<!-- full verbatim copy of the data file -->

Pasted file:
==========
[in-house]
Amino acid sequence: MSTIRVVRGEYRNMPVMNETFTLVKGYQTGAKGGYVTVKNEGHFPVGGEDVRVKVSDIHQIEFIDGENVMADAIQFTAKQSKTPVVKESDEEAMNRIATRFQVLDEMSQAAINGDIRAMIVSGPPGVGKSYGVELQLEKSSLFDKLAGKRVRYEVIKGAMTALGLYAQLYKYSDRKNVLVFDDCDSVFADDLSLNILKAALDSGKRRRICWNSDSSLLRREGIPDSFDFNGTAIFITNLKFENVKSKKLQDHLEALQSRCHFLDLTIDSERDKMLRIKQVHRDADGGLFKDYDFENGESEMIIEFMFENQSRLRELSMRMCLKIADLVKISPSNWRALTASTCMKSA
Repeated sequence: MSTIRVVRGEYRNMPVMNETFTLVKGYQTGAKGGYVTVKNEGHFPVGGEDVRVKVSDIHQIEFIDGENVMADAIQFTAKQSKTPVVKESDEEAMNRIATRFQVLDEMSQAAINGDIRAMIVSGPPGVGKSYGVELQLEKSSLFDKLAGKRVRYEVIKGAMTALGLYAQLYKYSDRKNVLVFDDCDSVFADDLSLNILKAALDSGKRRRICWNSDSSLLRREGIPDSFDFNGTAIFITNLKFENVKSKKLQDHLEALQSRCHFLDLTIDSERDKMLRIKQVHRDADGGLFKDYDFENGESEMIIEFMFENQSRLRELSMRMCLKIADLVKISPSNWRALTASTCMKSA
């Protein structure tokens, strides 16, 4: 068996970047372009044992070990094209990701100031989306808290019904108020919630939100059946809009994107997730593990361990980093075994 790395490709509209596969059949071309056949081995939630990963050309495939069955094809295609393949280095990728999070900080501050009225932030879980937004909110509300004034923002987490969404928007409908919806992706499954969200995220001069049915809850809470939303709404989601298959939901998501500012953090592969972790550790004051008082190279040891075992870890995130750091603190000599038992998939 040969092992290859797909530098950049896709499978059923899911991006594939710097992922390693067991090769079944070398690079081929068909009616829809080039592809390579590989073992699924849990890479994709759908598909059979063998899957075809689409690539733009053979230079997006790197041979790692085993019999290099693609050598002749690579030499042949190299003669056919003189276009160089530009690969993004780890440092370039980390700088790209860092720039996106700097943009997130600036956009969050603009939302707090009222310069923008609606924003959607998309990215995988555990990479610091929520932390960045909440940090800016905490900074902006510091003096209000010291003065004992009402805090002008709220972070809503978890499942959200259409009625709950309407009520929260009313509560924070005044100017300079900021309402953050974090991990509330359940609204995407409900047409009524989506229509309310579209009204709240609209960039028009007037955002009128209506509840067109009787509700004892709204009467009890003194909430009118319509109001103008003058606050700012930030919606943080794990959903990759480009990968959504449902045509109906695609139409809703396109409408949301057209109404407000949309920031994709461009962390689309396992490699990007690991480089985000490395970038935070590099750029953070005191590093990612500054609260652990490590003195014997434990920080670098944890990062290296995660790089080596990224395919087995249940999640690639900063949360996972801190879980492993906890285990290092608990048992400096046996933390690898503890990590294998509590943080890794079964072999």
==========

[in-house]
Amino acid sequence: MSTIRVVRGEYRNMPVMNETFTLVKGYQTGAKGGYVTVKNEGHFPVGGEDVRVKVSDIHQIEFIDGENVMADAIQFTAKQSKTPVVKESDEEAMNRIATRFQVLDEMSQAAINGDIRAMIVSGPPGVGKSYGVELQLEKSSLFDKLAGKRVRYEVIKGAMTALGLYAQLYKYSDRKNVLVFDDCDSVFADDLSLNILKAALDSGKRRRICWNSDSSLLRREGIPDSFDFNGTAIFITNLKFENVKSKKLQDHLEALQSRCHFLDLTIDSERDKMLRIKQVHRDADGGLFKDYDFENGESEMIIEFMFENQSRLRELSMRMCLKIADLVKISPSNWRALTASTCMKSA
Repeated sequence: MSTIRVVRGEYRNMPVMNETFTLVKGYQTGAKGGYVTVKNEGHFPVGGEDVRVKVSDIHQIEFIDGENVMADAIQFTAKQSKTPVVKESDEEAMNRIATRFQVLDEMSQAAINGDIRAMIVSGPPGVGKSYGVELQLEKSSLFDKLAGKRVRYEVIKGAMTALGLYAQLYKYSDRKNVLVFDDCDSVFADDLSLNILKAALDSGKRRRICWNSDSSLLRREGIPDSFDFNGTAIFITNLKFENVKSKKLQDHLEALQSRCHFLDLTIDSERDKMLRIKQVHRDADGGLFKDYDFENGESEMIIEFMFENQSRLRELSMRMCLKIADLVKISPSNWRALTASTCMKSA
């Protein structure tokens, strides 16, 4: 068996970047372009044992070990094209990701100031989306808290019904108020919630939100059946809009994107997730593990361990980093075994 790395490709509209596969059949071309056949081995939630990963050309495939069955094809295609393949280095990728999070900080501050009225932030879980937004909110509300004034923002987490969404928007409908919806992706499954969200995220001069049915809850809470939303709404989601298959939901998501500012953090592969972790550790004051008082190279040891075992870890995130750091603190000599038992998939 040969092992290859797909530098950049896709499978059923899911991006594939710097992922390693067991090769079944070398690079081929068909009616829809080039592809390579590989073992699924849990890479994709759908598909059979063998899957075809689409690539733009053979230079997006790197041979790692085993019999290099693609050598002749690579030499042949190299003669056919003189276009160089530009690969993004780890440092370039980390700088790209860092720039996106700097943009997130600036956009969050603009939302707090009222310069923008609606924003959607998309990215995988555990990479610091929520932390960045909440940090800016905490900074902006510091003096209000010291003065004992009402805090002008709220972070809503978890499942959200259409009625709950309407009520929260009313509560924070005044100017300079900021309402953050974090991990509330359940609204995407409900047409009524989506229509309310579209009204709240609209960039028009007037955002009128209506509840067109009787509700004892709204009467009890003194909430009118319509109001103008003058606050700012930030919606943080794990959903990759480009990968959504449902045509109906695609139409809703396109409408949301057209109404407000949309920031994709461009962390689309396992490699990007690991480089985000490395970038935070590099750029953070005191590093990612500054609260652990490590003195014997434990920080670098944890990062290296995660790089080596990224395919087995249940999640690639900063949360996972801190879980492993906890285990290092608990048992400096046996933390690898503890990590294998509590943080890794079964072999």